During the Christmas season of 1942, Kim Gannon, who lived in Brooklyn, noticed that this Christmas was quite different. It was the War, World War II. Once America was in it, the people thought that they would go over there and kick out the Nazis and be back home. However, they were realizing that it was not going to be that easy. People hung on every scrap of news about every battle and prayed that their loved ones were not there. The people also held their breath and said a little prayer as the telegraph boy went by, praying that the news of a dead relative was not in his pouch. They also mobbed the postman in hopes of a letter from their loved ones. With the news of all the loss and destruction, the American people had doubts that they could win this war.
Another thing was that 100 of thousands of fathers, who could not go to war, had moved to the New York and New Jersey areas to work in the factories that were producing war material. They had left the farms and rural areas because the depression of the years before had left very few jobs available and when the factories re-tooled for war, there were jobs again. Thus, there were all these families torn apart by the war.
Mrs. Gannon personally saw some of these scenes play out before her very eyes. That is what made her come up with this simple prayer poem where she captured the thoughts of the whole nation. She showed the poem to a few people and they got her in contact with a fellow New Yorker, Walter Kent, who had recently written the song “White Cliffs of Dover.” Mr. Kent could feel the mood of the song and quickly wrote the score for it.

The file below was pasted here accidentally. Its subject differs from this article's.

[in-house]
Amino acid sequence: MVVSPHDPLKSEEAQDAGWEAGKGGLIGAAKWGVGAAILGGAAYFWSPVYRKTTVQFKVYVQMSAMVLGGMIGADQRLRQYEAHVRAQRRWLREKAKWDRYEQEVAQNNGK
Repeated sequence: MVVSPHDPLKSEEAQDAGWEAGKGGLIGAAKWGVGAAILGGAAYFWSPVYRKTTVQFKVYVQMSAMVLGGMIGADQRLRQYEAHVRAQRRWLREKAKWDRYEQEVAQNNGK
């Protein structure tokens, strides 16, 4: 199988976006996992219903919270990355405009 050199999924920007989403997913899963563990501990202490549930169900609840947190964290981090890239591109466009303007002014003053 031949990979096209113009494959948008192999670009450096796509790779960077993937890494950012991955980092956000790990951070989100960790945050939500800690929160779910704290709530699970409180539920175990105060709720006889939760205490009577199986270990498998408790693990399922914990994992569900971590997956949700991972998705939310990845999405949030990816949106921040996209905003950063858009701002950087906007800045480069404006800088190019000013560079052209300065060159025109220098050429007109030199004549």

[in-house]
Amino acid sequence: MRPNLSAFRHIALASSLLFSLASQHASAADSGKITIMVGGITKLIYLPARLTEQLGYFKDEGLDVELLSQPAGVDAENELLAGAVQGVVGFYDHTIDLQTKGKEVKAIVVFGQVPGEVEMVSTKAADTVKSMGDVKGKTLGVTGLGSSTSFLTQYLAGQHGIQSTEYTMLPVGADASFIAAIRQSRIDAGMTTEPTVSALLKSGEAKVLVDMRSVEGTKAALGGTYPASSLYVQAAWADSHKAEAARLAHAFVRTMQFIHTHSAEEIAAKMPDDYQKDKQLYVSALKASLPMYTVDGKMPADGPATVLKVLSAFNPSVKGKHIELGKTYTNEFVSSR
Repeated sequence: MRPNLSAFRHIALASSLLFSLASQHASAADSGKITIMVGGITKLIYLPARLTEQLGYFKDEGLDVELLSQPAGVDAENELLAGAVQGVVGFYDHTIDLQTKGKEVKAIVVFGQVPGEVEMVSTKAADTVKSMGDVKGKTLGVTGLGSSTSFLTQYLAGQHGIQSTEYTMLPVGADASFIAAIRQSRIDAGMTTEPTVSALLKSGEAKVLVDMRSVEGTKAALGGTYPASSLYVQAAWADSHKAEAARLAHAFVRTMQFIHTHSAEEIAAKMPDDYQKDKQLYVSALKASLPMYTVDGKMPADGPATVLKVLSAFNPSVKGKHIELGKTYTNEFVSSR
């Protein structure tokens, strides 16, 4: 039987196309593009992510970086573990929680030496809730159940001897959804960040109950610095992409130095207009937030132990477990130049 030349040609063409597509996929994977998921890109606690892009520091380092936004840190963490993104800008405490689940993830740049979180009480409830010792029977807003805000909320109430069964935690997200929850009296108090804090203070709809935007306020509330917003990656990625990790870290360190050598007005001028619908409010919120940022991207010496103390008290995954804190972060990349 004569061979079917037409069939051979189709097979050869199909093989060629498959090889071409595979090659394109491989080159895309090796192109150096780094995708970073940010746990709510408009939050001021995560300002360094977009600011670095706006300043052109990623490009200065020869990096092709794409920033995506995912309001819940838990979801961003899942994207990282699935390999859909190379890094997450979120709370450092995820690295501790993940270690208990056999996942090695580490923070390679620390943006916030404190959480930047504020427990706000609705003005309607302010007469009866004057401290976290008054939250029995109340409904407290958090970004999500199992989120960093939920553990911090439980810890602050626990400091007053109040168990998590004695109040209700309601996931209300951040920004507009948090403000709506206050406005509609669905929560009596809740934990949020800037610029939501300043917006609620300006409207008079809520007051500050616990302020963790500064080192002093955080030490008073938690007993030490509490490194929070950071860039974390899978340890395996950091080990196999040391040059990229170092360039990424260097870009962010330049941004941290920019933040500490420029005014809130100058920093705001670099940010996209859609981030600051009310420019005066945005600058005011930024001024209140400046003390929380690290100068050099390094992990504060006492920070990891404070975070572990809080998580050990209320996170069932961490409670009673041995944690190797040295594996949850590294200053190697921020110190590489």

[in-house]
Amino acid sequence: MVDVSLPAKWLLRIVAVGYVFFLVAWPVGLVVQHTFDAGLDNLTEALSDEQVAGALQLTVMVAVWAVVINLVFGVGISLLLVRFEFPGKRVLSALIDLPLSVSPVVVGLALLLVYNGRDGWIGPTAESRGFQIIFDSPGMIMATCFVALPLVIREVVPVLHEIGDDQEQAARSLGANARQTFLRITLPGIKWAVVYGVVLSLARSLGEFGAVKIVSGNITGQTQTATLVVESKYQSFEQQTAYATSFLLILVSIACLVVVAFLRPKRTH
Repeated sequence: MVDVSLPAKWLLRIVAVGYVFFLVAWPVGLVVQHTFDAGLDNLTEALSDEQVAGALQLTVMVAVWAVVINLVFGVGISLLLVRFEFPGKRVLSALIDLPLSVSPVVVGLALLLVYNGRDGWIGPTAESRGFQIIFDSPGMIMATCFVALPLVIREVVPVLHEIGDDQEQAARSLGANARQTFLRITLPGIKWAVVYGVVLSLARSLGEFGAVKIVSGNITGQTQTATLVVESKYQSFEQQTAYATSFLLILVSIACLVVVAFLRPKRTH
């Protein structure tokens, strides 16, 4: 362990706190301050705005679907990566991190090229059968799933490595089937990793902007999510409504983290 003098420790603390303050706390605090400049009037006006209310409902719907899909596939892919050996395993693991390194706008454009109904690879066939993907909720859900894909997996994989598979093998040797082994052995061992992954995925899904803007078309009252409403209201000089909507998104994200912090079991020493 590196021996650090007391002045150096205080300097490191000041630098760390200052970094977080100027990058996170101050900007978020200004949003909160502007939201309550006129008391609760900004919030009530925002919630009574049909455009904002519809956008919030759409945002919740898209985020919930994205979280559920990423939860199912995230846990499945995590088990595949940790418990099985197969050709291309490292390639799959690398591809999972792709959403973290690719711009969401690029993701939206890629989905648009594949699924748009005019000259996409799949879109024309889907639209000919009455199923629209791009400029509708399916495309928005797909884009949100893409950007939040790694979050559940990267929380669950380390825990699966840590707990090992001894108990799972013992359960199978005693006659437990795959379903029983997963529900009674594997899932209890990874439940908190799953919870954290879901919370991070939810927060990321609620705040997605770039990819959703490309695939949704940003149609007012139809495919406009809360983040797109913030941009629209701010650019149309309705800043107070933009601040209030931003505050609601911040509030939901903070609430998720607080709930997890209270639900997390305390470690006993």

In Sept of 1943, Bing Crosby’s record company bought “I’ll be home for Christmas” and recorded it in October. They were look for another Christmas hit for Bing because the year before Bing had came out with the hit “White Christmas.” “White Christmas” was the number one selling record of all time until “Candles in the Wind” by Elton John after Princes Dianna’s death. However, during the war years, “I’ll be home for Christmas” was the number one requested song of that time, over “White Christmas” also the USO reports that next to “God Bless America,” “I’ll be Home for Christmas” is the number one requested song at USO shows still today.